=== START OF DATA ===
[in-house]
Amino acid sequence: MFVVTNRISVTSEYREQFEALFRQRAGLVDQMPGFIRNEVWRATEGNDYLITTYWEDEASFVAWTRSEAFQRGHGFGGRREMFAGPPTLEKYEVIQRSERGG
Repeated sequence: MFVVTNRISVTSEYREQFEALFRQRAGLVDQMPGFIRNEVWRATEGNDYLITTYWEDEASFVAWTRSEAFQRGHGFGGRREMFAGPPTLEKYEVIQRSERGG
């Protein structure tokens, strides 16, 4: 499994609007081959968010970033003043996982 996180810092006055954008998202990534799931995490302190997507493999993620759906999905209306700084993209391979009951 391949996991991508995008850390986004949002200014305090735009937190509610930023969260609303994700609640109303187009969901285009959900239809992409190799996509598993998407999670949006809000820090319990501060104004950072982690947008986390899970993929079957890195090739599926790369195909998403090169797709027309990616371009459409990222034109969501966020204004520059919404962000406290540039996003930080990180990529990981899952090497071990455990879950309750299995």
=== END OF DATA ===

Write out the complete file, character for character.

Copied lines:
[in-house]
Amino acid sequence: MFVVTNRISVTSEYREQFEALFRQRAGLVDQMPGFIRNEVWRATEGNDYLITTYWEDEASFVAWTRSEAFQRGHGFGGRREMFAGPPTLEKYEVIQRSERGG
Repeated sequence: MFVVTNRISVTSEYREQFEALFRQRAGLVDQMPGFIRNEVWRATEGNDYLITTYWEDEASFVAWTRSEAFQRGHGFGGRREMFAGPPTLEKYEVIQRSERGG
């Protein structure tokens, strides 16, 4: 499994609007081959968010970033003043996982 996180810092006055954008998202990534799931995490302190997507493999993620759906999905209306700084993209391979009951 391949996991991508995008850390986004949002200014305090735009937190509610930023969260609303994700609640109303187009969901285009959900239809992409190799996509598993998407999670949006809000820090319990501060104004950072982690947008986390899970993929079957890195090739599926790369195909998403090169797709027309990616371009459409990222034109969501966020204004520059919404962000406290540039996003930080990180990529990981899952090497071990455990879950309750299995």